Emotional Control in Surgical and Intensive Care Nursing: Sociodemographic Differences
Aim: To determine whether there is a difference in the impact of emotion on memory, behaviour, thinking and mood with regard to age, gender, level of education and length of service.
Methods: Research included 105 nurses. It was conducted anonymously by a standardized Emotional Regulation and Control Questionnaire (ERIK).
Results: Average rating on the scale was somewhat lower for men, respondents under 30 years of age and respondents with a university degree. Average rating on the emotional regulation and control scale were significantly higher for respondents with 31 and more years of service (Kruskal-Wallis test, p=0.046). Regarding male respondents, there is a significant correlation of age (Spearman's correlation coefficient, =0.429, p=0.020) and length of service (Spearman's correlation coefficient, =0.412, p=0.026) with their overall score on the scale. Regarding female correspondents, there is no significant correlation between age and their overall score on the emotional regulation and control scale and sub-scales. Considering the age of respondents, results indicate that the decrease in the ability to control emotional reactions is proportional to the increase in age, but not to a significant degree. Regarding elderly respondents, the value of emotional regulation and control is higher in comparison to younger respondents (Spearman's correlation coefficient, =0.440, p=0.017).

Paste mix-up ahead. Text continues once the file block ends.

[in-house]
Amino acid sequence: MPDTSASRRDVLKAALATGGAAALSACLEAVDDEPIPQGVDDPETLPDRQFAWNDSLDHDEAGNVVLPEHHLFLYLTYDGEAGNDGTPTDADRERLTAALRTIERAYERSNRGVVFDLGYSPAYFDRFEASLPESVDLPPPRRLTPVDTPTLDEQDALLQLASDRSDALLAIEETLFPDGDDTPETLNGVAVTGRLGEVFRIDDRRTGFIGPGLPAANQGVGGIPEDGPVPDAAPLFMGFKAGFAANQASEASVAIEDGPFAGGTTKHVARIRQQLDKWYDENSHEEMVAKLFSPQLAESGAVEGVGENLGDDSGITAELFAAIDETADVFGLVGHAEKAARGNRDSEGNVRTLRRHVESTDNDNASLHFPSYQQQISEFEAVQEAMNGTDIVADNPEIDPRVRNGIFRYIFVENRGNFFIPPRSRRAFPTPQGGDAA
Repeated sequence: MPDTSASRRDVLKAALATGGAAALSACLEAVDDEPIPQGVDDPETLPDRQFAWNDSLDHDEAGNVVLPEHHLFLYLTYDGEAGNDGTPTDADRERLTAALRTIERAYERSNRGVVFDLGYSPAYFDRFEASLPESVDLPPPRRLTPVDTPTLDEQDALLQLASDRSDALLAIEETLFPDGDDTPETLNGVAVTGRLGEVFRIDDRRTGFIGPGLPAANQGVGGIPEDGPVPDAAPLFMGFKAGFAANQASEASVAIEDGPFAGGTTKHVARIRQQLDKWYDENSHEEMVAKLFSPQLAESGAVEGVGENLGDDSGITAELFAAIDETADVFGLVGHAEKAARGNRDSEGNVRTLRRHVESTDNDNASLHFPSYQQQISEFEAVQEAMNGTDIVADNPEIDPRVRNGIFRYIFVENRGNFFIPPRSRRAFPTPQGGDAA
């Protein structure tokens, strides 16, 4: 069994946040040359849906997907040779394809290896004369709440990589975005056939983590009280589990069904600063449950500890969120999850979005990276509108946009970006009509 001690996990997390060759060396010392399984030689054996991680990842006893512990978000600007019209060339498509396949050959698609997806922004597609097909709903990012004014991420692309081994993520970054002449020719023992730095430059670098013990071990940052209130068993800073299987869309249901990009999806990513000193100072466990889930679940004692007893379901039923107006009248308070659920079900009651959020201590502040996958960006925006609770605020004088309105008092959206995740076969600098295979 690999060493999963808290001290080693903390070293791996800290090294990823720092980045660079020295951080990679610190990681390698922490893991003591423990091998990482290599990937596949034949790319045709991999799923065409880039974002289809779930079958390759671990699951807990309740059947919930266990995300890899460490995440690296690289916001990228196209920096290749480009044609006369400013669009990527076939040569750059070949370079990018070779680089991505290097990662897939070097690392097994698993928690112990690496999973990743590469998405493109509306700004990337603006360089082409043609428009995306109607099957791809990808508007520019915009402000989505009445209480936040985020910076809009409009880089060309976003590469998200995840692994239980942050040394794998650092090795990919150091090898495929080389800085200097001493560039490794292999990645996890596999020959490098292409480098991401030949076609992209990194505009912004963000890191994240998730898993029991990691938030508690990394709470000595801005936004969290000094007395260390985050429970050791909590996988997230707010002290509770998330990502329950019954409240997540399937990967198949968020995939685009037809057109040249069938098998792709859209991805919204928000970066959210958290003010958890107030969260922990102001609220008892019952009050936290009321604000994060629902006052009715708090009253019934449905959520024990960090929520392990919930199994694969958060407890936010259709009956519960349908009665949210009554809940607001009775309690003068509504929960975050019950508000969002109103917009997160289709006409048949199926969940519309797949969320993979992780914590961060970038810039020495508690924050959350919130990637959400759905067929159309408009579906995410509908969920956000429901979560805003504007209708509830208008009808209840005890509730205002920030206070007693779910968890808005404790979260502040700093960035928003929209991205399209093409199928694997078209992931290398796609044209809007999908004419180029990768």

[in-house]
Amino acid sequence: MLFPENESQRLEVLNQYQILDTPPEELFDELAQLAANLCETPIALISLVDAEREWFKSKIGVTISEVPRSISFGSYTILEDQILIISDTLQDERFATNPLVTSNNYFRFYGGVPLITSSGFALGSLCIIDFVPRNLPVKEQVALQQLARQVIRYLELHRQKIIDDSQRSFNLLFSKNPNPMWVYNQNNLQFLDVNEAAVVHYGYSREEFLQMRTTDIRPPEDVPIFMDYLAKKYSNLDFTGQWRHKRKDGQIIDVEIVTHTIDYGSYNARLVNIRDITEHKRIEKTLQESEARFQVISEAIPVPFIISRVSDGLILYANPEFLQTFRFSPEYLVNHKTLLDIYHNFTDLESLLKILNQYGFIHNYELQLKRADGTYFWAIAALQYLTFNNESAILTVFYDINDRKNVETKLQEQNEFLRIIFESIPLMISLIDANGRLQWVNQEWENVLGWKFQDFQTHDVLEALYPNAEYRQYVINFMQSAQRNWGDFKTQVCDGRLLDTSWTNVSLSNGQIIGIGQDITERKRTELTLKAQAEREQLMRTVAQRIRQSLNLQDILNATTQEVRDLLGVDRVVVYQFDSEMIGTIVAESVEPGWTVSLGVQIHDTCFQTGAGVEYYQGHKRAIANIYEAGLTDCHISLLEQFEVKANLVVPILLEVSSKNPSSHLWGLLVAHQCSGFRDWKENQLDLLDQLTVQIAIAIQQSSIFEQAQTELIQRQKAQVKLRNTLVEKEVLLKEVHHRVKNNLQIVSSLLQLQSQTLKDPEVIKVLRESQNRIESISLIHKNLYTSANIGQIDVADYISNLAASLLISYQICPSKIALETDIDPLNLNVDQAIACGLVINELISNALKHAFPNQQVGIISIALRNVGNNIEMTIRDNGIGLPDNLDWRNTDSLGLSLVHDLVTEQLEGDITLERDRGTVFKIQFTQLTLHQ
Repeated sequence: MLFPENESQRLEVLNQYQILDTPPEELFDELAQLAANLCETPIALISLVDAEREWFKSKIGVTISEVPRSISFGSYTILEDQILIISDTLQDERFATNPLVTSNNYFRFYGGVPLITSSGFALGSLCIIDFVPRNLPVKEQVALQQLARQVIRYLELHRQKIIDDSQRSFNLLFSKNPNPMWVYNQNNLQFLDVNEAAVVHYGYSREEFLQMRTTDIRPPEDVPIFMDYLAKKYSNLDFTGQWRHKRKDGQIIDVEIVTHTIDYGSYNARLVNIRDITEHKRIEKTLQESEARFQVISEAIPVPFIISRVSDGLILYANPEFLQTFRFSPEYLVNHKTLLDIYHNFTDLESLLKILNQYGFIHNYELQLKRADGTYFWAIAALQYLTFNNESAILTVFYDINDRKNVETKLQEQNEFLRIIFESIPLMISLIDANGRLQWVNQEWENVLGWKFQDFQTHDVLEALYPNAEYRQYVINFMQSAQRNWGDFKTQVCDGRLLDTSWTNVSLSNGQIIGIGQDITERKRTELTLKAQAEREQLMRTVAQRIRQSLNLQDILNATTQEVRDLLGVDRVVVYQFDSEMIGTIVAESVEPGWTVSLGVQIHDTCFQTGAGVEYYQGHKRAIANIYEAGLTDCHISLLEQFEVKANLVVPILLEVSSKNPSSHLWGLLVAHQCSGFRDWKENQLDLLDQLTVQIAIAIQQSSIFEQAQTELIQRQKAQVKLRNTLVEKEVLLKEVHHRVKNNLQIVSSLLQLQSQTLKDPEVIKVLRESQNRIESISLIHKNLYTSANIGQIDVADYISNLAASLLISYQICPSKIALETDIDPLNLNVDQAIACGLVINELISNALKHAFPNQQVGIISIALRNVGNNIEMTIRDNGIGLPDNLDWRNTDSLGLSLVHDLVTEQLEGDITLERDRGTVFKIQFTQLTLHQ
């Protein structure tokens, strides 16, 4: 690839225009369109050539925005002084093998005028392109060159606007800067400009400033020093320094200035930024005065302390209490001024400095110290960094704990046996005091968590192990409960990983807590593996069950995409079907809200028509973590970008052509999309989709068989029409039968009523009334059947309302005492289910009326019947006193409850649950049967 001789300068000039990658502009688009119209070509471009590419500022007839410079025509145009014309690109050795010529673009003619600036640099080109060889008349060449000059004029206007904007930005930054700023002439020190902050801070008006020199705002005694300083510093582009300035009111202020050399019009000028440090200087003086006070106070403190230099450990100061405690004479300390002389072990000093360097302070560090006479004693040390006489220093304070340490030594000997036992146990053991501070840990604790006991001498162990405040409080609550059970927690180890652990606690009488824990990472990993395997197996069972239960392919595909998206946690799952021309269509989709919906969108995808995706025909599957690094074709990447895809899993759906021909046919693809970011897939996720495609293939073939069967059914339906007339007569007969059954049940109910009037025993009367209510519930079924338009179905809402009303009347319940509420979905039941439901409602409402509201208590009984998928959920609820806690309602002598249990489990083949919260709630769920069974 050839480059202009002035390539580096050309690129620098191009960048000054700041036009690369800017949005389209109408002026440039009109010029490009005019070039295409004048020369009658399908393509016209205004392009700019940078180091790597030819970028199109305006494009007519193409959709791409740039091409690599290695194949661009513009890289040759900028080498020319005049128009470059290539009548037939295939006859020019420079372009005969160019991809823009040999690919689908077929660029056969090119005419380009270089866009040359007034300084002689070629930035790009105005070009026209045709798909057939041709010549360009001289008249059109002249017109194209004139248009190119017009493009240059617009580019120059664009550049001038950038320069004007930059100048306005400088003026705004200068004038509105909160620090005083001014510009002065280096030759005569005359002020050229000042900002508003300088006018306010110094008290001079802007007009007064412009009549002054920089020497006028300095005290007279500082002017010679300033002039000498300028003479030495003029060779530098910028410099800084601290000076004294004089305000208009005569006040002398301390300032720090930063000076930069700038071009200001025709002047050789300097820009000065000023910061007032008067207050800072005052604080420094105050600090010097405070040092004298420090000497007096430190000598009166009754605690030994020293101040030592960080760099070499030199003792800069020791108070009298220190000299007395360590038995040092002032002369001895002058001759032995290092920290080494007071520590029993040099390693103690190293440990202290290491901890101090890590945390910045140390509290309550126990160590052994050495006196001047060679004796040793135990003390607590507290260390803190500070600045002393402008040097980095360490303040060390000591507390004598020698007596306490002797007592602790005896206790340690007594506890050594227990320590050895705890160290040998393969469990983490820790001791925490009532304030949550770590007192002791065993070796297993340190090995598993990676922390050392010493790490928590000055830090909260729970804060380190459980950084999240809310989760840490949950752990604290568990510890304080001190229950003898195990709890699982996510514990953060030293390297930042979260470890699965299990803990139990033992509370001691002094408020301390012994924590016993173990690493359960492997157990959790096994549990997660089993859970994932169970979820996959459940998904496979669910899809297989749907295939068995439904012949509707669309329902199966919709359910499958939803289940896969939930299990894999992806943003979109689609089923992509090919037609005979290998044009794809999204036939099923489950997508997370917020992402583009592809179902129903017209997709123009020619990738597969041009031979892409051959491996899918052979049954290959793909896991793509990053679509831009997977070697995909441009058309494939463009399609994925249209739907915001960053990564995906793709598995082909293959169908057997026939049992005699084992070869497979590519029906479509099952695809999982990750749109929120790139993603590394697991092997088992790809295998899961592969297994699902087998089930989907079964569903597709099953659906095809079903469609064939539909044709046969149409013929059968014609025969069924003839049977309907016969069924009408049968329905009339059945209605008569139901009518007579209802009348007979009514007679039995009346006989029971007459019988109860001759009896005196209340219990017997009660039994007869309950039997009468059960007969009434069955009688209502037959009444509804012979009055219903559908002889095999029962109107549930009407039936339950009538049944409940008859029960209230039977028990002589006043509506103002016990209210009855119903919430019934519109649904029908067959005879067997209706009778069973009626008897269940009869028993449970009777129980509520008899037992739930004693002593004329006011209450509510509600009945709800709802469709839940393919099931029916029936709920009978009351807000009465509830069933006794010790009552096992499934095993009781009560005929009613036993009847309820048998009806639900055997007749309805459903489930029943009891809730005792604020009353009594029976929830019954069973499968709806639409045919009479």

Conclusion: Increase in length of service decreases the ability to control emotional reactions and there are no significant differences in emotional control with regard to gender, age and educational background.
(Pačarić S, Nemčić A, Farčić N, Trazer V. Emotional Control in Surgical and Intensive Care Nursing: Sociodemographic Differences. SEEMEDJ 2018; 2(2); 1-7)
Key words: emotional intelligence, self-control, nurses, thinking